Eurostat News Release
In 2017, 5.075 million babies were born in the European Union (EU), compared with 5.148 million in 2016.
The total fertility rate in the EU stood at 1.59 births per woman in 2017, compared with 1.60 in 2016. The highest total fertility rate since the start of comparable time series was in 2010 when it reached 1.62, still below the replacement level, which is considered to be 2.1 live births per woman.
Among the 5.075 million births, 45% concerned a first child, 36% a second child and 19% a third or subsequent child.
On average in the EU, women who gave birth to their first child in 2017 were 29.1 years old. Over five years, the mean age has gradually increased from 28.7 in 2013 to 29.1 in 2017.
Almost 5% of births of first children in the EU in 2017 were to women aged less than 20 (teenage mothers) and around 3% to women aged 40 and over.
This information comes from recently published data by Eurostat, the statistical office of the European Union. The fertility indicators presented in this news release show only a small part of the large amount of data related to demography available at Eurostat.
Total fertility rate highest in France In 2017, France (1.90 births per woman) was the Member State with the highest total fertility rate in the EU, followed by Sweden (1.78), Ireland (1.77), Denmark (1.75) and the United Kingdom (1.74). Conversely, the lowest fertility rates were observed in Malta (1.26 births per woman), Spain (1.31), Italy and Cyprus (both 1.32), Greece (1.35), Portugal (1.38), and Luxembourg (1.39).
First time mothers youngest in Bulgaria and Romania, oldest in Italy, Spain and Luxembourg
In 2017, the mean age of mothers at the first childbirth varied between the EU Member States. The lowest mean age for the first childbirth was recorded in Bulgaria (26.1 years), followed by Romania (26.5), Latvia (26.9), Slovakia (27.1), Poland (27.3), Lithuania (27.5) and Estonia (27.7). In contrast, the mother’s age for the first childbirth was above 30 in Italy (31.1 years), Spain (30.9), Luxembourg (30.8), Greece (30.4) and Ireland (30.3).
In Bulgaria and Romania around 14% of first children born to teenage mothers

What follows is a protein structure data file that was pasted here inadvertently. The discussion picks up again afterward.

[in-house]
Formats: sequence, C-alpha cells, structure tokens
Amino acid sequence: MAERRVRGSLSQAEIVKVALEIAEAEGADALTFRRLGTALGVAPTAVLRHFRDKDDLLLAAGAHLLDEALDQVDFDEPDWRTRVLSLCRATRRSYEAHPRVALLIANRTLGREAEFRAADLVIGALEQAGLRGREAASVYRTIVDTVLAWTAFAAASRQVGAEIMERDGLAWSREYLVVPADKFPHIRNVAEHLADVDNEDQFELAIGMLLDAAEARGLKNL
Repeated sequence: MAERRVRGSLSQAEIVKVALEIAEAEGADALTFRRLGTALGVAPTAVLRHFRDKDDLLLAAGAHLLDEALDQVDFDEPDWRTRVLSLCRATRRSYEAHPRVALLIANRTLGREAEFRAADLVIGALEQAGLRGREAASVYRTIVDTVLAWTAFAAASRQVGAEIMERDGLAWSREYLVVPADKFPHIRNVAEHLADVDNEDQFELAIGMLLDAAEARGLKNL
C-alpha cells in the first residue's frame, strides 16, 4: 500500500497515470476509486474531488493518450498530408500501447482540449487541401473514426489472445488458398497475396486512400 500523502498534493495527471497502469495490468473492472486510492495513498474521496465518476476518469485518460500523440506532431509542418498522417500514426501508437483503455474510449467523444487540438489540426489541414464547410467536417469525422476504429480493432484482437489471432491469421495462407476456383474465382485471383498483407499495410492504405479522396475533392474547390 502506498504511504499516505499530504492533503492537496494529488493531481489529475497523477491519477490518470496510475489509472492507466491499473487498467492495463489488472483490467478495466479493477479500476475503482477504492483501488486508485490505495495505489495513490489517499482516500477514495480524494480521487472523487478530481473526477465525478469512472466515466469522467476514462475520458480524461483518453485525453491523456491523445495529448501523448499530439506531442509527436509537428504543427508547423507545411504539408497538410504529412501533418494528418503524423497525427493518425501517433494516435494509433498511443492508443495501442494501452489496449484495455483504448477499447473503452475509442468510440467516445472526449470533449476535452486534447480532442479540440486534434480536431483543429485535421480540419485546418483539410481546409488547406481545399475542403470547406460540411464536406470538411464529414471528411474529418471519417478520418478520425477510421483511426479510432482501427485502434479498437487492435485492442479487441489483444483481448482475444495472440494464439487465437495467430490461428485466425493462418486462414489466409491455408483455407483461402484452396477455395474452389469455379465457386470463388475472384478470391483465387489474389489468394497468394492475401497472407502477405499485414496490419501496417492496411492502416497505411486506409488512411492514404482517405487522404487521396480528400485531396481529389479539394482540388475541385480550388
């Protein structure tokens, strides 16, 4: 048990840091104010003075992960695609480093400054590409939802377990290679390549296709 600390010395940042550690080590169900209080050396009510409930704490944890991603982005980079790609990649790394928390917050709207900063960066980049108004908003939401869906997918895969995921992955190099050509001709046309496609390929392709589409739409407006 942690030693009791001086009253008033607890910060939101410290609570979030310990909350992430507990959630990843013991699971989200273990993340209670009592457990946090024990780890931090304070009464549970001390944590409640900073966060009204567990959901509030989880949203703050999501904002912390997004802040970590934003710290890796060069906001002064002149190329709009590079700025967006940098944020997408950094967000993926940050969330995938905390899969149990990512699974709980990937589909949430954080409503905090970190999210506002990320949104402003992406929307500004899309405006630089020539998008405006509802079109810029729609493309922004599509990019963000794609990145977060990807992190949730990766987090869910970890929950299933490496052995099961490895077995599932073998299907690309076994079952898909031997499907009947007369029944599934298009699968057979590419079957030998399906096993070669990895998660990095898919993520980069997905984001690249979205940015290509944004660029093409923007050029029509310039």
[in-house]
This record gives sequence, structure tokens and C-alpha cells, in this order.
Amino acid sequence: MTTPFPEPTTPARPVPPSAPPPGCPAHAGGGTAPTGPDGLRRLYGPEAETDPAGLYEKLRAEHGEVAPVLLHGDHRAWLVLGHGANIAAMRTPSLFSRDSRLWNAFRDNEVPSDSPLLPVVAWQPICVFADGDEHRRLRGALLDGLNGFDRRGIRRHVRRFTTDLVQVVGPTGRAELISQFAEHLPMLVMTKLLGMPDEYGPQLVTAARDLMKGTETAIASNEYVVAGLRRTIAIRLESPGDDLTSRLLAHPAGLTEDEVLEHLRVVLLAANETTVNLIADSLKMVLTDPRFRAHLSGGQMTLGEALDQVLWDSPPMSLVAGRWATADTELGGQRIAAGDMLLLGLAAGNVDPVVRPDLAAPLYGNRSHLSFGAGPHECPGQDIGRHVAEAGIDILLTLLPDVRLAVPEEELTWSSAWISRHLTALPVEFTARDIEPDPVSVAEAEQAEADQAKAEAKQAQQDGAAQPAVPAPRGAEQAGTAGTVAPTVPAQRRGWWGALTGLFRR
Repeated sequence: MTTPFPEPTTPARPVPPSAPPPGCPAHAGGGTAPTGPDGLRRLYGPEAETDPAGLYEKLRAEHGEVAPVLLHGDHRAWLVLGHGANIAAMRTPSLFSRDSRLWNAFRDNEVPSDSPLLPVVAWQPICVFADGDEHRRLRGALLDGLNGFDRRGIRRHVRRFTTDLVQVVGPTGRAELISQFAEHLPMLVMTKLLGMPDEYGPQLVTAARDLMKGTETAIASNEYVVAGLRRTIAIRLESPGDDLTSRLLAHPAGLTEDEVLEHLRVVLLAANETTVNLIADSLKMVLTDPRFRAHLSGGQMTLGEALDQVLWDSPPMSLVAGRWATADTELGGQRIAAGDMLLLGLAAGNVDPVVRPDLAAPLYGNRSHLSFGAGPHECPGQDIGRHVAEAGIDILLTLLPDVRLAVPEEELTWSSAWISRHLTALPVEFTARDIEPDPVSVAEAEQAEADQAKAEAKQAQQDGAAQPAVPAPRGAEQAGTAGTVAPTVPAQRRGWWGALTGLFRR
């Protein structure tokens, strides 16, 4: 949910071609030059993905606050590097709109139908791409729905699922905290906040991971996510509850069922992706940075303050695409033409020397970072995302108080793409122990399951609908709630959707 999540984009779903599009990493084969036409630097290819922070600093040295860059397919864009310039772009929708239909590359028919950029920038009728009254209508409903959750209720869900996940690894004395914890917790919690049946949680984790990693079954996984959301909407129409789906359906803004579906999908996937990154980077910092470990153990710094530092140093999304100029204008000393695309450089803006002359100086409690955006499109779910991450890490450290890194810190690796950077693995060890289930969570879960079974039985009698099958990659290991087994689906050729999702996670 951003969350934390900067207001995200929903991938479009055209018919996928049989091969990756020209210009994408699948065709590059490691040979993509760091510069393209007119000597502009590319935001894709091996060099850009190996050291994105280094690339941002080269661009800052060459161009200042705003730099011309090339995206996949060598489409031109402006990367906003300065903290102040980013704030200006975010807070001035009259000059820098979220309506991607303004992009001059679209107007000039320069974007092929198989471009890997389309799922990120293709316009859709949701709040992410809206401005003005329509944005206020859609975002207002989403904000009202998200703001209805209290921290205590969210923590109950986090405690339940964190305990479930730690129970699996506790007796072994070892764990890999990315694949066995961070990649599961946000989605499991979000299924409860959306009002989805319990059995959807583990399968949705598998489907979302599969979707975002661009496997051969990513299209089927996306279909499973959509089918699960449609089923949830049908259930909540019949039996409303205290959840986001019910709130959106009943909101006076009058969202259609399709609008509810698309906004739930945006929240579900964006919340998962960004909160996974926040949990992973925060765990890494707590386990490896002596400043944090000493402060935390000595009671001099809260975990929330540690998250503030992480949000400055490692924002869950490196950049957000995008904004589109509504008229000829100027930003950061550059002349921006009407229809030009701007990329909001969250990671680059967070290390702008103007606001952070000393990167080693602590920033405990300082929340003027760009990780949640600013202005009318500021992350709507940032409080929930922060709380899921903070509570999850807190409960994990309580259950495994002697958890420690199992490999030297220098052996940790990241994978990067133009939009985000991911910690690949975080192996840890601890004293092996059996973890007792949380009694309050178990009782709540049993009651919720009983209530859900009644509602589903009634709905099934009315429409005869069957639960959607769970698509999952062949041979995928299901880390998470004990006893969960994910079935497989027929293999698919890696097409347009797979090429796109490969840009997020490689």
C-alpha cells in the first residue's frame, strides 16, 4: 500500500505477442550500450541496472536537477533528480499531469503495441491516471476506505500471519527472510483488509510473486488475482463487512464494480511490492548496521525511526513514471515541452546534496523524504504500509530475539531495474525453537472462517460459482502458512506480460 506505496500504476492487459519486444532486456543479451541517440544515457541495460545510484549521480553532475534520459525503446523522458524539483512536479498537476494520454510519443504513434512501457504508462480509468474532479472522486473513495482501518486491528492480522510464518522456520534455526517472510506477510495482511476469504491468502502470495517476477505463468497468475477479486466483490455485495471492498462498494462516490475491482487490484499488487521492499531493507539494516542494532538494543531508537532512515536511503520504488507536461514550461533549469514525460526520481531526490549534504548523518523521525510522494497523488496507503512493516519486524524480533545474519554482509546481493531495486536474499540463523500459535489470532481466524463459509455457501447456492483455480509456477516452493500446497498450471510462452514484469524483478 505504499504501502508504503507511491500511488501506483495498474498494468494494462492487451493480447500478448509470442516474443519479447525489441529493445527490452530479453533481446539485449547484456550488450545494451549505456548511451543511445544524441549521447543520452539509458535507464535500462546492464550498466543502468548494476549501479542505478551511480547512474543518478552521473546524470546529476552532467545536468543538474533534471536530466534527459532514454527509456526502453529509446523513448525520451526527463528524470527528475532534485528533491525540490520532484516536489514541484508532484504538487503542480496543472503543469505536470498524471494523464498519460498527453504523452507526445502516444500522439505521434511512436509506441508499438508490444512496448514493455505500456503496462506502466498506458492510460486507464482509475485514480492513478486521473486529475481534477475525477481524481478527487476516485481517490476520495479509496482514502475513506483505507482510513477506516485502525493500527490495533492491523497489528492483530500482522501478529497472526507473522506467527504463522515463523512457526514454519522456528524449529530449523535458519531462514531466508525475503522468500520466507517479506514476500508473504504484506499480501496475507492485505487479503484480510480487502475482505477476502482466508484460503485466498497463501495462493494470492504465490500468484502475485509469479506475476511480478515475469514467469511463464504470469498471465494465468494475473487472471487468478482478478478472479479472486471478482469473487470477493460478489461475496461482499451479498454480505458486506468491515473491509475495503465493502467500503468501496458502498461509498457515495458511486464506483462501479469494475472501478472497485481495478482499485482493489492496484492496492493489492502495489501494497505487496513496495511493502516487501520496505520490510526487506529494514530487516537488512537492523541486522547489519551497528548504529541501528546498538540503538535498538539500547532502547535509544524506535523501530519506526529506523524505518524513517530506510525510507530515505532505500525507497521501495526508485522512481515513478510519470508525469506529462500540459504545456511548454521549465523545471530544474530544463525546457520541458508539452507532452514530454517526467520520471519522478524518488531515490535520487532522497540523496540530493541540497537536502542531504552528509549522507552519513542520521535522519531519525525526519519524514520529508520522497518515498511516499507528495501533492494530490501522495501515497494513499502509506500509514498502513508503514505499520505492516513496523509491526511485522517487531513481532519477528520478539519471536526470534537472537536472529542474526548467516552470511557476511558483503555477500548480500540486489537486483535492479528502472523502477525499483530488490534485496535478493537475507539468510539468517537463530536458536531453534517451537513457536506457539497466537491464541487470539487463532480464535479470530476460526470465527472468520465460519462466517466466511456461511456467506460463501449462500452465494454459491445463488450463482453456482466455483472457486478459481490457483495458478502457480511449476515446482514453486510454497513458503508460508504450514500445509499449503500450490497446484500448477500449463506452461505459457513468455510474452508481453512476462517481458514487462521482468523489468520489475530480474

The highest shares of births of a first child to teenage mothers (less than 20 years old) were recorded in Romania (13.9% of total births of first child in 2017) and Bulgaria (13.8%), ahead of Hungary (9.9%), Slovakia (9.5%), Latvia (6.7%) and the United Kingdom (6.1%). On the other hand, the lowest shares were observed in Denmark (1.5%), Italy and Slovenia (both 1.6%), the Netherlands (1.7%), Luxembourg (1.9%) and Sweden (2.0%).
In contrast, the highest proportions of births of a first child to women aged 40 and over were registered in Spain (7.4% of total births of first child in 2017) and Italy (7.3%), followed by Greece (5.6%), Luxembourg (4.9%), Ireland (4.8%) and Portugal (4.3%).
One out of ten births in Finland was to a mother who already had at least three children
In the EU, 81.5% of births were first or second children, while births of third children accounted for 12.5% of the total, and fourth or subsequent children accounted for 6.0% in 2017.
Across the EU Member States, the highest share of mothers giving birth to their fourth or subsequent children was recorded in Finland (10.3%), followed by Ireland (9.0%), the United Kingdom (8.8%), Slovakia (8.1%), and Belgium (8.0%).
The European Union (EU) includes Belgium, Bulgaria, Czechia, Denmark, Germany, Estonia, Ireland, Greece, Spain, France, Croatia, Italy, Cyprus, Latvia, Lithuania, Luxembourg, Hungary, Malta, the Netherlands, Austria, Poland, Portugal, Romania, Slovenia, Slovakia, Finland, Sweden and the United Kingdom.
Methods and definitions
The source of the data on fertility indicators at national level is the annual demographic data collection in the field of demography carried out by Eurostat. The full set of demographic statistics has been recently updated in the Eurostat database with data for 2017.
In this news release, births refer to live births. Live births refer to births of children that showed any sign of life. It is the number of births excluding stillbirths.
The total fertility rate is defined as the mean number of children who would be born to a woman during her lifetime, if she were to spend her childbearing years conforming to the age-specific fertility rates, which have been measured in a given year.
Issued by: Eurostat Press Office